Alternatively there are also flights between Denpasar and Dili with Citilink www.traveloka.com.
Where to stay?
Now that was a surprise! We had booked Casa do Sândalo Boutique Guest House in Dili via Booking.com (they don’t have their own website, only Facebook contact). The pictures on the website looked fabulous and matched 100% what we found in real life! We had the airport transfer arranged with the guest house directly and the guest house manager came to pick us up from the airport. The trip between the airport and the guest house takes about 20 – 30 minutes depending on traffic and route. So, we are driving around Dili, chatting along when we turned into a street and I remarked “Oh look, it’s the Mexican consulate” and he said “Yes, that’s where you stay”. So the consulate gates opened and there it was, Casa do Sândalo! The check-in took place in the actual consulates office with Mexican flags all over the place, a heavy important-looking desk and many pictures of the consul himself with all sorts of dignitaries! HOW COOL IS THAT????
The guest house does look like a Mexican ‘hacienda’ (I guess?!) with a beautiful courtyard and a fountain in the middle. The rooms are situated around the courtyard and are equiped with a fridge, tea and coffee facilities, air-conditioning and a bathroom with a shower.
We paid about 55 USD a night and the airport transfer cost 10 USD per transfer. You can get breakfast there of course as well which will set you back 7 USD. We didn’t try the breakfast, so I can’t say if it is any good. The staff was extremely helpful and always there for questions. The shark loved it, so did I! Plus – where else do you stay in an actual working Mexican consulate????
Casa do Sândalo Boutique Guest House – www.booking.com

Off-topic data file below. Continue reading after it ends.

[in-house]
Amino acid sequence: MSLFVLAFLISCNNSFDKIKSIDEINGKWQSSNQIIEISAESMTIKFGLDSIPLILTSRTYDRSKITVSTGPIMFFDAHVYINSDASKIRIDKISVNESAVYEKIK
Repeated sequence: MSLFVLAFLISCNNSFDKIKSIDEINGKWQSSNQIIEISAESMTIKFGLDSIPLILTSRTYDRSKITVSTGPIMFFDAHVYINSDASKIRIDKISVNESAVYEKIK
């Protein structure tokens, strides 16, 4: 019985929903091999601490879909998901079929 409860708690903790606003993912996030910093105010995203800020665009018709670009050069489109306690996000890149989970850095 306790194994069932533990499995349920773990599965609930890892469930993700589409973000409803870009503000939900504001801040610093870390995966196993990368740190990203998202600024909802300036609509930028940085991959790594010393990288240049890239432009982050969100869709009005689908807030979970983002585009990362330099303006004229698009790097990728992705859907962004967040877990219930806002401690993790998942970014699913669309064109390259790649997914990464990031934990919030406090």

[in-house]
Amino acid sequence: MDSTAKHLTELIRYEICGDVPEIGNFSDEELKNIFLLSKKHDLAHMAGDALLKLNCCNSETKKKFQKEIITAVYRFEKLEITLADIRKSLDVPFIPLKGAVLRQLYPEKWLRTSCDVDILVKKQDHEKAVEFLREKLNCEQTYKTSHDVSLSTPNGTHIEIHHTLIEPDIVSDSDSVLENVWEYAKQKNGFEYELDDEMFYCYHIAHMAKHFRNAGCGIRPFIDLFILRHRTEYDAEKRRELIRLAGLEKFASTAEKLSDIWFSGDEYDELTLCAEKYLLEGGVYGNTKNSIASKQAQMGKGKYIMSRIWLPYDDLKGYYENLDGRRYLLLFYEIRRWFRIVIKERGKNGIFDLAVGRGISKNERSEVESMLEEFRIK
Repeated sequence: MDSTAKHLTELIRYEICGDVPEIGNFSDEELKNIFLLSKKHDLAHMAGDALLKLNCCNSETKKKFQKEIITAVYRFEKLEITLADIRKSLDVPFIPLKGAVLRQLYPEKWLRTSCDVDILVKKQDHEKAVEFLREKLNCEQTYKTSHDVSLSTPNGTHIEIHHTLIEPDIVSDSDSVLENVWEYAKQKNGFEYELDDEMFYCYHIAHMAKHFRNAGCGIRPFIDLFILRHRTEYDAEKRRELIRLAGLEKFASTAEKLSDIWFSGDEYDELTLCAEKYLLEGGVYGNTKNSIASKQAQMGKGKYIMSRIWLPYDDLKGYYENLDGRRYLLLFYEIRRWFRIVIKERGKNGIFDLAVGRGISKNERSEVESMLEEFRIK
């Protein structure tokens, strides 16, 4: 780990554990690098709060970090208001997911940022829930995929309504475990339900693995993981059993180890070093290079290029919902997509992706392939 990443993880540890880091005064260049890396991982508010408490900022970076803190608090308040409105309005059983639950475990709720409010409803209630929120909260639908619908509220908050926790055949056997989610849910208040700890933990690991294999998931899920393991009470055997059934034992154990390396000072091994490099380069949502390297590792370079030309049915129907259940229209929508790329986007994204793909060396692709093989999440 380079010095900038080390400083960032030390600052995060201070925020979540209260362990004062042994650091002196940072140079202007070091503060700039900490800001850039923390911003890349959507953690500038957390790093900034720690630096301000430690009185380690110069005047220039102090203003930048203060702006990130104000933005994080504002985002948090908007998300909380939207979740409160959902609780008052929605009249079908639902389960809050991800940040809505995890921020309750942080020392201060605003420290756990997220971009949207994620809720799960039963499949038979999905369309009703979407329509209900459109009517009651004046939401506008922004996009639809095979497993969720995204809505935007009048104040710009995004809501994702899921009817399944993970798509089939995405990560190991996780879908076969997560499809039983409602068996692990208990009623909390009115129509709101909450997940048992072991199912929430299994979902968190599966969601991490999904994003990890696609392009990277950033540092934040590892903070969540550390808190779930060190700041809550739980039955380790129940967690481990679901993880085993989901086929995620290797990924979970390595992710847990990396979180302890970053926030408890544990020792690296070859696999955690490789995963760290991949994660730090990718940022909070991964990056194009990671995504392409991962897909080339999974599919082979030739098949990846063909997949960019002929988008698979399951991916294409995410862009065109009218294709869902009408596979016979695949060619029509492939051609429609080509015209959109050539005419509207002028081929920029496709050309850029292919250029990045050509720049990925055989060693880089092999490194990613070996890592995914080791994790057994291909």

How to get around?
Taxi: We were advised by our host to rather take the blue taxis in the city as they use the meter and to avoid the yellow taxis where you have to negotiate the price before you hop in. In our entire time in Dili we barely ever spotted a blue taxi meanwhile every second car was a yellow cab. Therefore we used the yellow cabs without any issues.
We paid pretty much anywhere in the city 2 USD per trip, to the Cristo statue we negotiated 3 USD as it was a bit further, but ended up paying voluntarily about 4 USD because it was a longer drive than expected.
If you are afraid of fast and reckless driving Dili is your dream destination! The top speed of any vehicle seems to be about 30 km per hour – tops. The drivers are taking in the scenery, chatting to friends and acquaintances along the way, meanwhile pumping some beats through their speakers. There were times where we could have easily jumped out of the taxi, bought a snack and hop back in without breaking into a sweat. Who cares, we weren’t in a rush to get anywhere!
The taxis also seems to have a weird obsession with air fresheners. The maximum we counted in one cab was 4 limp plastic bags dangling from the roof, one of them slapping my face ever so slightly. Delightful! At least a good smell was guaranteed at all times.
Microlets: If you are a bit more adventurous and want to get around like the locals do – jump into one of the Microlets. They are little minibus taxis that stop anywhere for anyone. I am not sure how to find out the exact routes they are taking, but we gave it a try a couple of times and succeeded! We only had a vague direction as destination and it worked perfectly fine. We also realized how small and petite the locals are compared to our big Western fat asses! I felt like a brute giant sitting in a fully packed Microlet next to the locals. Great experience and it only sets you back 0.35 USD cents per person no matter if you hop on for 2 or 20 minutes.
If you enjoyed this and would like to know what to do and where to eat, drink and be merry in Dili- stay tuned and follow us! We have 2 more blogs to come on Timor Leste before we move on to our next destination. The second part of our Dili experience is on the way!
See again next time!
S. & M.